Clyde: the man behind the mask speaks

Sept. 16, 2013

Alexander Nedd
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Clyde has become a recognized symbol throughout UCCS. The fearless feline has captured and displayed school spirit in a variety of ways over the years. But just what does it take to be behind the mask?

The Scribe set out to find more about the UCCS mascot and what it takes to put on a show for the campus. To maintain the mystery, the man behind Clyde’s mask wished to remain unnamed but answered some questions.

The first fact the mascot wanted to share is that Clyde’s character is female, regardless of who wears the costume. “If you go to our Facebook page, she is listed as a girl,” Clyde said. “The original mascot was a girl, which surprises a lot of people.”

Clyde wasn’t always a mountain lion, either. “Before Clyde, we were the Long Necks, a giraffe,” Clyde said. “Before that, the school’s mascot was gold bars. That was kind of creepy.”

Clyde can be seen always sporting her signature UCCS outfit – and the costume is hot (no, we’re not talking about her looks).

The costume is made out of synesthetic fur, Velcro and felt. The head is Styrofoam and plastic, and a fat suit is added underneath Clyde’s exterior.

“It’s not uncomfortable. You just get used to it,” Clyde said.

This particular Clyde has served the UCCS community for three years, but it’s not a one-person effort.

“Currently, I’m training two other people,” Clyde said. “Because the school is expanding, UCCS is looking to have multiple mascots, which means we can have Clyde in two places at once. It’s a plan that follows many other colleges, including CU.”

As is the case with almost any job, being Clyde had its occupational hazards. Clyde highlighted some of the dangers of performing that are unseen by the crowd. “On hot days [outside], you can only stay in for an hour before you get heat stroke.” More costumes and trained people will help reduce this fear.

“You’re not allowed to fight or talk to them,” Clyde said about communicating with the crowd. Clyde has a handler, or personal bodyguard, who oversees her while she is putting on a show for the audience.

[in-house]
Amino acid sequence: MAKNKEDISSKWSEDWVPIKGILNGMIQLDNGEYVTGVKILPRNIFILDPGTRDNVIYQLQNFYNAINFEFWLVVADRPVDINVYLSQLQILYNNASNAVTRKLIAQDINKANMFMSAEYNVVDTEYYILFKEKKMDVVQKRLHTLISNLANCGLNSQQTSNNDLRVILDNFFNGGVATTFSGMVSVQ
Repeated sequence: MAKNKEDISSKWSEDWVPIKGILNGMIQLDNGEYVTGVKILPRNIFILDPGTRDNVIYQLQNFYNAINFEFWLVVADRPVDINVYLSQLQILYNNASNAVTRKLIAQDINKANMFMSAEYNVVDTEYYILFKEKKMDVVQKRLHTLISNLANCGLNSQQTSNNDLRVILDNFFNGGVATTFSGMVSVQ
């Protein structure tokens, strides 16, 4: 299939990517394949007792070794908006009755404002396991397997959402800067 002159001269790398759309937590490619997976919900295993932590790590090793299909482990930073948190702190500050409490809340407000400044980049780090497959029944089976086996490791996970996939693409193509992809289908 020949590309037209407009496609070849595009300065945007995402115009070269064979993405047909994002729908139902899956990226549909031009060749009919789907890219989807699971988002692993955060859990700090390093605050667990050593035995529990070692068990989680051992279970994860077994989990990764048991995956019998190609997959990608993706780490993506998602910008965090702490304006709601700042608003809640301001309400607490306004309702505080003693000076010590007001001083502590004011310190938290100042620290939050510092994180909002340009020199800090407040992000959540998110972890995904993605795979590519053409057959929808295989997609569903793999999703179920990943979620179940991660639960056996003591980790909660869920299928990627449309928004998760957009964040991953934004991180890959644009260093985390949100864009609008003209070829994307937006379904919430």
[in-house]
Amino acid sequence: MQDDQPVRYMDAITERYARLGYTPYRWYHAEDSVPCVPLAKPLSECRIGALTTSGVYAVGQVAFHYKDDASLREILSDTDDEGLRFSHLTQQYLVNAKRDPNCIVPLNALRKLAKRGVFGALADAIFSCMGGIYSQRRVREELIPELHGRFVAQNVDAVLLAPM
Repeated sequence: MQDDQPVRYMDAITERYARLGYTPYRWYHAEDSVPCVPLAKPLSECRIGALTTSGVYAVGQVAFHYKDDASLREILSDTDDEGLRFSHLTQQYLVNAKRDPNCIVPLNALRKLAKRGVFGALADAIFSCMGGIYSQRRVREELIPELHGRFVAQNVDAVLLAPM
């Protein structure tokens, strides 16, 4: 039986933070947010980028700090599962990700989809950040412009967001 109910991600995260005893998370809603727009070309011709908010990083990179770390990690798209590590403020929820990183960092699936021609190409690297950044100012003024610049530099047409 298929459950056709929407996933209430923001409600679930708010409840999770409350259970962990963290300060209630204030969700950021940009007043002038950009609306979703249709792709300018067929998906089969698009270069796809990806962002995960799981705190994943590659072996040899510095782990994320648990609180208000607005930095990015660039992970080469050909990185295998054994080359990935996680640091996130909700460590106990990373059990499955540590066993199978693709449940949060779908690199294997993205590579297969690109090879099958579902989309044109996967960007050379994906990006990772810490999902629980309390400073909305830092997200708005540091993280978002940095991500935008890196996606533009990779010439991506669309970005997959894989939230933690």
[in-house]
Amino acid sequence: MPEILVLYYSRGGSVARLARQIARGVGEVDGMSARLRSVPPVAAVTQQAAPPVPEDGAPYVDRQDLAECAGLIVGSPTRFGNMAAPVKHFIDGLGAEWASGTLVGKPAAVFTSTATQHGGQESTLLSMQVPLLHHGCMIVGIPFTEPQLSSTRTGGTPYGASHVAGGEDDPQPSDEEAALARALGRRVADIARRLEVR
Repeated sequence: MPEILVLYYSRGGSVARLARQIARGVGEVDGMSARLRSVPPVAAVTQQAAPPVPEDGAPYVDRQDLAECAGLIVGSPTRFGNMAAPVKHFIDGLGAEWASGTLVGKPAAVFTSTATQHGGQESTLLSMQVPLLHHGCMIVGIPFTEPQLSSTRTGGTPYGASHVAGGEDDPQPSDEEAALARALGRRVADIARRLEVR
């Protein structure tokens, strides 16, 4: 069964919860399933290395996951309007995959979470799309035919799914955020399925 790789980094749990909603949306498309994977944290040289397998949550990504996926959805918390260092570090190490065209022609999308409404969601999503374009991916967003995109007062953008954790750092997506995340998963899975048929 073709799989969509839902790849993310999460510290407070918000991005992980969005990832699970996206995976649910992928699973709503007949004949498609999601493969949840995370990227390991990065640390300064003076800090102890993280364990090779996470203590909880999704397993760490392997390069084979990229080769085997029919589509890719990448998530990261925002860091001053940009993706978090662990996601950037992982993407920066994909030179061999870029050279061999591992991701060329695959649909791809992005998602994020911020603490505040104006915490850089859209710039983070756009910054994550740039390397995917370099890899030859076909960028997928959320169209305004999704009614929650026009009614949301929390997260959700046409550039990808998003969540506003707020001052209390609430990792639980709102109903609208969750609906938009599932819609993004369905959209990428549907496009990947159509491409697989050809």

Clyde also shared some of her favorite memories and activities during her time entertaining. “I got beat up by the Chic-fil-A cow during Relay for Life last year. That was interesting.”

Clyde has been forming rivalries with other costumed crusaders as well.

“Every year we take a student trip to Mines,” Clyde said. “Their mascot is a miner who has a pickaxe, he is always belligerent to UCCS and we always butt heads.”  However, Clyde highlights that it is all for show and seldom taken seriously.

Clyde explained how through working with the audience she has been able to coax students out of their shells.

“I work with little kids all the time and it’s just fun,” Clyde said. “With little kids, there are no reservations. [Being] Clyde, you can get people to do things that they normally wouldn’t do. I’ve gotten people out to the court, dance to the latest songs – it brings out the school spirit and kid side of people.”

Like any other cat, Clyde also has a mischievous side. She loves to scare people.

“Especially old women,” Clyde said. “Clyde is definitely a mischievous trickster, getting to scare the parents on the side of the court is fun.”

Amy Sutz, the school spirit director, said that keeping the mascot completely anonymous is part of maintaining the mystery. “It’s been that way for a long time, and when I came on I didn’t change that,” she said. “Part of it is just that the people are part of something, but it’s also just kind of cool to be a mystery.”

Although UCCS might never know who is behind the mask, the concept that it could be any student on campus is part of the fun.

“I love our mascot,” said Kelly Garcia, a sophomore. “Whoever [he] is does a great job at keeping up the school spirit during games. It’s not an easy job.”

“I love it,” Clyde said. “It’s definitely the most fun job I’ve ever had.”

Jonathan Toman contributed reporting.